This post originally appeared on startupnation.com/start-your-business
You have an idea that you think could be a great business opportunity. You’ve run it by your friends, family and colleagues, and they all agree that this idea has merit. Now what?
Before you launch your business, you’ll want to do some research and test the market to prevent building a business around a product or service that doesn’t resonate the way you thought it would.
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Follow these 10 steps to help you develop your idea into a successful company:
1. Get specific about the problem you aim to solve
First, you want to get very clear about the problem you intend to solve. Who has this problem? Why is it significant? How will you solve the problem?
Create a concise description of your product or service, much like an elevator pitch. Run it by friends and colleagues for feedback and refine it until you’re sure it communicates the essence of the value you’ll deliver.
2. Conduct competitive analysis
Next, you need to survey the landscape of competitors with similar products and services. Who are your competitors? What are their strengths and weaknesses? How can you solve the problem in a more thorough or convenient way? How will you differentiate?
3. Establish your target market
Is there a market willing to pay for your product or service at the price point you’re targeting? What is the size of the market opportunity? Who is your ideal customer?
You’ll want to be sure you have a thorough understanding of these prospective customers, including their goals and values, challenges and pain points, sources of information, objections, and role in the buying process.
It may be helpful to create a customer avatar or persona to help you better visualize the people you’ll be serving. If you aim to serve multiple market segments, you’ll create multiple avatars — one for each segment.
4. Talk to your audience
There are several ways to gain insights from people in your target market, such as:
- Survey: Create a basic questionnaire to gain insights into the thoughts of your target audience. What you learn will confirm whether or not you can solve their pain points and will give you a general idea of what they’ll be willing to pay for your product or service. You can also learn what core features would be most in-demand.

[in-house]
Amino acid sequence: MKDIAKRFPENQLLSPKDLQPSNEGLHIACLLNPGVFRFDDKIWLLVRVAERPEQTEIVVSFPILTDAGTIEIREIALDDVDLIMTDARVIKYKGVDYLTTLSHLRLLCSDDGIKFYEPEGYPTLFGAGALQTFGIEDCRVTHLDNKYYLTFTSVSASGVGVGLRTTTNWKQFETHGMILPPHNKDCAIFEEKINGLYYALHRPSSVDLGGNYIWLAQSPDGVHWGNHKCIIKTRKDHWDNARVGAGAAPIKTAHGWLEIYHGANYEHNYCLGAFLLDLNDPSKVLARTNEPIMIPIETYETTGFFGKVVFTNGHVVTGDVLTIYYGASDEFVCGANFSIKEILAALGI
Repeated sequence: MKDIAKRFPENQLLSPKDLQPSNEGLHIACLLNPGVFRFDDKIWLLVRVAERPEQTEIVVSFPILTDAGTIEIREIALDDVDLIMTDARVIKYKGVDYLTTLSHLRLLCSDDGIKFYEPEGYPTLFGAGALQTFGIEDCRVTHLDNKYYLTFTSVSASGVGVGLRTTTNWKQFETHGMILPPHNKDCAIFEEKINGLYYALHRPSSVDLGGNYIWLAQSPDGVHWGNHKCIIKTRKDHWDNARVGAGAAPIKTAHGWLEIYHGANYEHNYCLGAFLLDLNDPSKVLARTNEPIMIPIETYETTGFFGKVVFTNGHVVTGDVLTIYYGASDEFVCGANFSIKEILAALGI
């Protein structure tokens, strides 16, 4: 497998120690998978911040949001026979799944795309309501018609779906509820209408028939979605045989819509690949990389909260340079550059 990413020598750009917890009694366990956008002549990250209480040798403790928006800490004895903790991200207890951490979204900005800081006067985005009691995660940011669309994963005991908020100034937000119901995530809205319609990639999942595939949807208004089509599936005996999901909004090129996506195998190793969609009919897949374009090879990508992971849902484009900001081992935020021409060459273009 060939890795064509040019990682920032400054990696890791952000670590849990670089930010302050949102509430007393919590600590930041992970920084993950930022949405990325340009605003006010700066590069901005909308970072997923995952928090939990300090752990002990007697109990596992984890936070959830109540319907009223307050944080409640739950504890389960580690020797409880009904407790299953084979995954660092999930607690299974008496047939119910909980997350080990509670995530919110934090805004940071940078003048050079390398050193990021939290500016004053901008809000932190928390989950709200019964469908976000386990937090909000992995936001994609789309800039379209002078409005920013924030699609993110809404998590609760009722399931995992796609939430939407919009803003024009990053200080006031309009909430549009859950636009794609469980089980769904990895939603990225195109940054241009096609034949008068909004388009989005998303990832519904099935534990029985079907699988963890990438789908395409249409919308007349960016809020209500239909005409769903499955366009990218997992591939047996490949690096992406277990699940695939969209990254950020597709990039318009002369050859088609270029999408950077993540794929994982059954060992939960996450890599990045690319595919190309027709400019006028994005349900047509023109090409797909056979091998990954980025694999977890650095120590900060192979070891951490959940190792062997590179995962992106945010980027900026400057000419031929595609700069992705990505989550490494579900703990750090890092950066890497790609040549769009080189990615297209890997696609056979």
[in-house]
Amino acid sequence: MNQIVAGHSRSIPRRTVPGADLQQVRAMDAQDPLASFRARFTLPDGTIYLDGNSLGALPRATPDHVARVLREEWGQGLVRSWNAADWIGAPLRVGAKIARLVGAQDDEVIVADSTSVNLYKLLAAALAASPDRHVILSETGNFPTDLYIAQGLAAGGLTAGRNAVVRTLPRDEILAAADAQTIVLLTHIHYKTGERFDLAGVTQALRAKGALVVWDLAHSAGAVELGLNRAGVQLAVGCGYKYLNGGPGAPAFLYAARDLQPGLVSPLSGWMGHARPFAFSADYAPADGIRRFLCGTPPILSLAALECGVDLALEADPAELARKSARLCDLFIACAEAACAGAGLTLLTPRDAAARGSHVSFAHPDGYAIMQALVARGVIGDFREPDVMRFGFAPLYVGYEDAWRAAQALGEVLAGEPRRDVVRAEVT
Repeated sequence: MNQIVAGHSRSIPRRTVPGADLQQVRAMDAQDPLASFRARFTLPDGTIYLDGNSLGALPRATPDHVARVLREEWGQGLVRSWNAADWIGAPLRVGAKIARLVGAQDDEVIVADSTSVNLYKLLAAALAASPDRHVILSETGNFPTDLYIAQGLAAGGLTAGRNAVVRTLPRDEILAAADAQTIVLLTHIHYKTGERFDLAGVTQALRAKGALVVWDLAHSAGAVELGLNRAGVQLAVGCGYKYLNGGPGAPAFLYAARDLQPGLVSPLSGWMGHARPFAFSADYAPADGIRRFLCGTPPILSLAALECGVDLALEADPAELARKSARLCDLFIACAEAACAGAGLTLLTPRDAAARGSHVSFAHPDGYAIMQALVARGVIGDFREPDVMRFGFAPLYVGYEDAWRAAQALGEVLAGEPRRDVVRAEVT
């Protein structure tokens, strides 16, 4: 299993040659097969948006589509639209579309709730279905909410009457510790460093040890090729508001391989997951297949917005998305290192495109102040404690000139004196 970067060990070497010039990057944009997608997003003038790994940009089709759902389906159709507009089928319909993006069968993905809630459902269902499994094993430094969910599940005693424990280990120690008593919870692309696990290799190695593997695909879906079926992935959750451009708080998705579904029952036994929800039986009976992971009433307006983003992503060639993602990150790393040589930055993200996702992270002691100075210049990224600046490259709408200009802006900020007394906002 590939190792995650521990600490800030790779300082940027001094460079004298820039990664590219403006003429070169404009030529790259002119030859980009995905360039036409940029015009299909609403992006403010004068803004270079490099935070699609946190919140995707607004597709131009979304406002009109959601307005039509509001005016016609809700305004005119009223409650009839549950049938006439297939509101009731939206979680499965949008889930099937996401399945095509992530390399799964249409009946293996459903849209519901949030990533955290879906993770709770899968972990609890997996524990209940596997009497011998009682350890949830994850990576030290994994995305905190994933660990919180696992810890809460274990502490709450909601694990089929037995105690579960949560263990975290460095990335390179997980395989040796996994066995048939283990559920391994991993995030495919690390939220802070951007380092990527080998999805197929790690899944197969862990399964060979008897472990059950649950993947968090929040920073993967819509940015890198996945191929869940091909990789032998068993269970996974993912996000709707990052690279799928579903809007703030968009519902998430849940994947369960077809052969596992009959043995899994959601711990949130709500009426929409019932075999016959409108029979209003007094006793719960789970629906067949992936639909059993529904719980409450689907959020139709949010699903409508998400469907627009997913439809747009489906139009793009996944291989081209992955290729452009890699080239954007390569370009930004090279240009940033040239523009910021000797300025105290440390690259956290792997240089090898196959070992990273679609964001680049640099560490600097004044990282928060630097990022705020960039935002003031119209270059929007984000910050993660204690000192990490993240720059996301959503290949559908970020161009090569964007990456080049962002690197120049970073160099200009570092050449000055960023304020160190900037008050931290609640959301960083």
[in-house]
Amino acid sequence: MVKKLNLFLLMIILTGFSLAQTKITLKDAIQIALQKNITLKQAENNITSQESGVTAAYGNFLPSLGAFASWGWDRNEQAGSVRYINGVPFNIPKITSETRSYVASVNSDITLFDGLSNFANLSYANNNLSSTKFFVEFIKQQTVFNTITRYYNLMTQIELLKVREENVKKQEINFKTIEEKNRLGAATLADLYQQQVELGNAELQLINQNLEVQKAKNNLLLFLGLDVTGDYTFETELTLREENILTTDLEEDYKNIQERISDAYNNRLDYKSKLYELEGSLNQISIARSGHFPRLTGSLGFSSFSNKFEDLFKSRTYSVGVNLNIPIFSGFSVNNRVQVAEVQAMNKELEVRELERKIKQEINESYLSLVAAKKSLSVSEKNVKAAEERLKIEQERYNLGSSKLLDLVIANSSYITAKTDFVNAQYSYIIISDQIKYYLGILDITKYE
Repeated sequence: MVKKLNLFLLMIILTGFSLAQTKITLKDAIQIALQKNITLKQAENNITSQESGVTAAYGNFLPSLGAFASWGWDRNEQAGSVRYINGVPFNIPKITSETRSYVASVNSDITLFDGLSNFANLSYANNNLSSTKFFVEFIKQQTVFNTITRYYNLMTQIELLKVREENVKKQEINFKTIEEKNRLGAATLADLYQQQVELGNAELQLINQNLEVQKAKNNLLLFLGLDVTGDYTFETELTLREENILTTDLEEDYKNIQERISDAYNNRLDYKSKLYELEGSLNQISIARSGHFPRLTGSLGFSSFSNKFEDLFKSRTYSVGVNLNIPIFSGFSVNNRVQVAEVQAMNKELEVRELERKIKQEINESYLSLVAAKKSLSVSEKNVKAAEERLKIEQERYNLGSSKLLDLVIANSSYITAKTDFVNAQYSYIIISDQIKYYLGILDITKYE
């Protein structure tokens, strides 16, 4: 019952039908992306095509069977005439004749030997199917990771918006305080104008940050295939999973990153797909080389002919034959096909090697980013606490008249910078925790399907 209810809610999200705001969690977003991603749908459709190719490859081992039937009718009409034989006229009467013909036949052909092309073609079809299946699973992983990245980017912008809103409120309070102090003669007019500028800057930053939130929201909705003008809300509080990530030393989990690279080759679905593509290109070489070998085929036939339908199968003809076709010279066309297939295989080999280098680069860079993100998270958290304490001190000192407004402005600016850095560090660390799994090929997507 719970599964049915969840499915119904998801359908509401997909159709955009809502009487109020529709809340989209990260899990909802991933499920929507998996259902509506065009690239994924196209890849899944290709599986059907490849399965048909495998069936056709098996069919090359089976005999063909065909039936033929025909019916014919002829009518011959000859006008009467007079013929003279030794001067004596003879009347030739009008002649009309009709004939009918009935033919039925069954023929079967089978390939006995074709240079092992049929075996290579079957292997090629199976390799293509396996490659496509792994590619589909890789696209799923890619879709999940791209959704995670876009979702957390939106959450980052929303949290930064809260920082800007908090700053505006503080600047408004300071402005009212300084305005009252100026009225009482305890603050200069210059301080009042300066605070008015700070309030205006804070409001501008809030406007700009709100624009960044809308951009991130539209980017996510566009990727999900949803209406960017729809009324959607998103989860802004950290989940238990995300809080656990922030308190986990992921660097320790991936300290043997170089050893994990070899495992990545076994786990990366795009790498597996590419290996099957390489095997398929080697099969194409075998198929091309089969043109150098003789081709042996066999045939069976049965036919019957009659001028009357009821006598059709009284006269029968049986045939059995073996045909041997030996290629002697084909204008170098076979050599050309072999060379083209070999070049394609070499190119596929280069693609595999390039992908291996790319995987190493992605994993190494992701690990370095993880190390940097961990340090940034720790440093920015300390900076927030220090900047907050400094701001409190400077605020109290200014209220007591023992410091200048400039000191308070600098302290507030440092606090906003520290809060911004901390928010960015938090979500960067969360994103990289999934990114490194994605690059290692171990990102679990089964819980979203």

- Interviews: To go deeper and gain the ability to ask follow-up questions, interviews are beneficial. These interviews can be conducted over the phone or in focus groups.
You can also presell your product idea, where you create wireframes or a mock-up of your product and build a sales page to gain invaluable feedback from customers before you spend the time and cost to actually build it.
5. Refine your idea
Now is the time to refine your idea based on what you’ve learned thus far. Determine your unique selling proposition (USP) and how you will distinguish yourself in the market relative to the competition. Identify the features that are must-haves versus nice-to-haves. Now is also the time to decide which market segments you’ll launch with.
6. Develop an MVP (Minimum Viable Product)
Using the insights you gained from the survey and/or from preselling your idea, create an offering that includes the core functionality that your target market desires, which will help them solve the primary pain point.
7. Conduct market testing
Get your MVP in front of prospective users in your target market to gain their feedback. Does it meet their needs? Are you able to add something that will offer increased value to them? This is a key benefit of creating an MVP as you continue to integrate feedback to refine the product in a cost-effective way.
8. Create a marketing plan
Once you have your core product in progress, it’s time to craft a marketing plan. An alternative to the traditional marketing plan is a business model canvas that uses validated assumptions to create a framework of the core business needs in a format that you can continue to update and iterate. It’s an especially helpful approach when working with an MVP, since it’s easy to update as you go, and you can clearly see the impacts of changes on your business.
9. Evaluate your business needs
Startups often start very small until they have the funding to grow, so you now need to take a look at your business to make sure it can support your activities. Do you have the staff you need to handle sales and customer service? Do you have operational procedures in place? Take the time to do a thorough assessment.
10. Continually iterate
You are now ready to release your idea to the world. Congratulations!
But your job isn’t done when you launch your product or service. You should continue gathering customer feedback and measure your business results to refine your offering even further. Your goal is to continuously offer more value to your target customers.
Taking a business idea from concept to reality is an exciting endeavor for any entrepreneur. Following these steps offers a framework for success that you can repeat with any new idea to improve your chance of success.